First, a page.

The Kalasasaya is another sacred structure in the shape of a courtyard. The walls are made of red sandstone and andesite blocks and regularly placed columns. The precision, with which the stone blocks are tightly fitted in the original section of the walls, is amazing. Inside the courtyard, you can see several famous statues, including the 3.5 m high Ponce Monolith, depicting a high priest, and El Fraile, a monk.
In the north-western corner of Kalasasaya, you can also see the most prominent structure of the entire archaeological complex: the Gateway of the Sun, or Puerta del Sol in Spanish. Although it stands in the same place where it was found, archeologists believe this was not its original location. The monolithic gate was carved out of a single massive block of andesite. It has a depiction of the deity who was the forerunner of the Inca's god Viracocha. The proportions of the Sun Gate are repeated in other structures found at the site. This fact has led archeologists to believe that the Tiwanaku had a pretty good knowledge of geometry.
The Semi-Subterranean Temple is a square sunken court structure next to Kalasasaya. Some researchers believe, while Kalasasaya was the representation of the earth, this court might have symbolized the underworld. Its walls are decorated with 175 sculpted faces of different styles. Some of these faces strongly resemble our modern images of aliens. This discovery led some UFO-believers to assume the Tiwanaku had contacts with extraterrestrials.
Pumapunku is another man-made temple mound that lies across the modern railway, to the southwest of the main Tiwanaku complex. Its main feature is the so-called Platforma Litica. This platform consists of the largest blocks that have been found at the site. The heaviest among them weighs nearly 131 tons.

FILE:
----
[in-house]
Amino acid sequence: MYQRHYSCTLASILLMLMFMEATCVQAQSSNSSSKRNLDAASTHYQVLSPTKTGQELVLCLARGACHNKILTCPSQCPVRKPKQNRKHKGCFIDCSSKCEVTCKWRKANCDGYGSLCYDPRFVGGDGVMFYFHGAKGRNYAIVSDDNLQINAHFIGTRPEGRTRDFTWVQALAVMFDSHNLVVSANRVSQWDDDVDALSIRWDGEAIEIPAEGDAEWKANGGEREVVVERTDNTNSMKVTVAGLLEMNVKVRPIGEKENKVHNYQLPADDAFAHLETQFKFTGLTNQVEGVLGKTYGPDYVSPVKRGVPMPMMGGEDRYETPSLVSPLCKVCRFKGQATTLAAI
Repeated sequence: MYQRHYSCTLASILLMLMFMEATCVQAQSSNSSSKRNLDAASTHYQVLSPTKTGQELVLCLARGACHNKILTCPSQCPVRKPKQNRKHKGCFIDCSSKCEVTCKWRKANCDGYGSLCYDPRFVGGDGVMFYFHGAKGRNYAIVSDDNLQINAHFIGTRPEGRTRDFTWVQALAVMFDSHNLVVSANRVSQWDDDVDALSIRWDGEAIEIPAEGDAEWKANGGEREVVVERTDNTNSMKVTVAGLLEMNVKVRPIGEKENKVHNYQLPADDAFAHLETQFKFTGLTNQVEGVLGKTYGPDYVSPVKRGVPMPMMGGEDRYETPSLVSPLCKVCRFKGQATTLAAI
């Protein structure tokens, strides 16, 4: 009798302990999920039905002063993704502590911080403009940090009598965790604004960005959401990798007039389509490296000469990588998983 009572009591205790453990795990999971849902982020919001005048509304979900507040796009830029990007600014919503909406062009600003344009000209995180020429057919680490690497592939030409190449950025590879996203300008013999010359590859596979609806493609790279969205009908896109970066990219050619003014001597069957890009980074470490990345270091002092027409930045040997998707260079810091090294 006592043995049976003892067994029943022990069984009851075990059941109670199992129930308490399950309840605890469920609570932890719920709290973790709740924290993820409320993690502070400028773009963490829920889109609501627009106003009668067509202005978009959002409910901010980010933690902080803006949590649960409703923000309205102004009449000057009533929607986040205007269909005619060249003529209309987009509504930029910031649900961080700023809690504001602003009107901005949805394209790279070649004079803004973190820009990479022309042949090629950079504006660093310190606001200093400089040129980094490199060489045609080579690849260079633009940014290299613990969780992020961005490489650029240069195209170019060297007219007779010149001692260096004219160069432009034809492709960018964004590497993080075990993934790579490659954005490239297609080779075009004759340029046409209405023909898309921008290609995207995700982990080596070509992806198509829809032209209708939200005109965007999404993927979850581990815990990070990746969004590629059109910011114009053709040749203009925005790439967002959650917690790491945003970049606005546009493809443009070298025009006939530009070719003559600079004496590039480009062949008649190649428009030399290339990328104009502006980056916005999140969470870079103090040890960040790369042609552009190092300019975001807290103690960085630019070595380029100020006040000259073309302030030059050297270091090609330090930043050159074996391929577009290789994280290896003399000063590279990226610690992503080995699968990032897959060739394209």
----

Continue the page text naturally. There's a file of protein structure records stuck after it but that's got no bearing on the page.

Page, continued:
You can also visit two small but rather informative museums at the site: Museo Lítico Monumental and Museo Céramico.
The Lithic Museum exhibits some of the largest and most impressive carved statues found at Tiwanaku, including a massive 8m high Bennett Pachamama monolith.
The Ceramics Museum has a great collection of ceramics, metalwork, cranial deformations, and other artifacts recovered at the site and in the surrounding areas.
Both museums complement well the ruins visit and provide a more complete picture of the Tiwanaku culture.
How to Get to Tiwanaku from La Paz
Tiwanaku is located just 72 km away from La Paz, which is about an hour and a half drive from La Paz.
Organized Tiwanaku Tours
One of the easiest ways to visit the site is an organized guided tour. You can book it at one of the reputable agencies in the city, for example, Kanoo Tours or Diana Tours. The advantage of this option is that an English-speaking guide will give you a deeper insight into the history and culture of the Tiwanaku civilization. The tour price is about USD30 - 40 per person, including the entrance ticket.
Public Transport to Tiwanaku
If you prefer to wander around the ruins on your own, you can also get to Tiwanaku by public transport.
First, take a taxi or a bus from the city center to La Paz General Cemetery (Cementerio General). Right across the entrance to the cemetery, there is a bus stop where you can catch a small shuttle bus, called collectivo, that goes directly to Tiwanaku. The ride costs 15 bolivianos (USD2). The bus will drop you at the beginning of the road leading to the ruins.
The entrance ticket to the site for foreign nationals costs 100 bolivianos (USD20) and gives you the right to visit Tiwanaku, Pumapunku, and both museums.
Aymara New Year at Tiwanaku
Every year on June 21, the local Aymara people gather at Tiwanaku to celebrate their traditional holiday Aymara New Year.
Although the celebrations have little to do with the original Tiwanaku culture, it can still be a fun experience to see the Aymara dance in traditional clothing and perform sacrificial ceremonies to Pachamama.
Due to the site management’s failure to implement certain conservation efforts, UNESCO added Tiwanaku to its list of World Heritage Sites in Danger. So you should probably hurry up to see the ruins in their current state.
At the end of your visit, you will probably still have as many questions as the answers about this ancient civilization. How did these people manage to transport massive stone blocks weighing hundred tons at long distances? How did they manage to carve in hard solid rock, like basalt or andesite, with only bronze tools available? Where did they come from, and how did they disappear? We will probably never have their secrets fully explained, but the mystery that surrounds their lost city will continue to fascinate us for generations.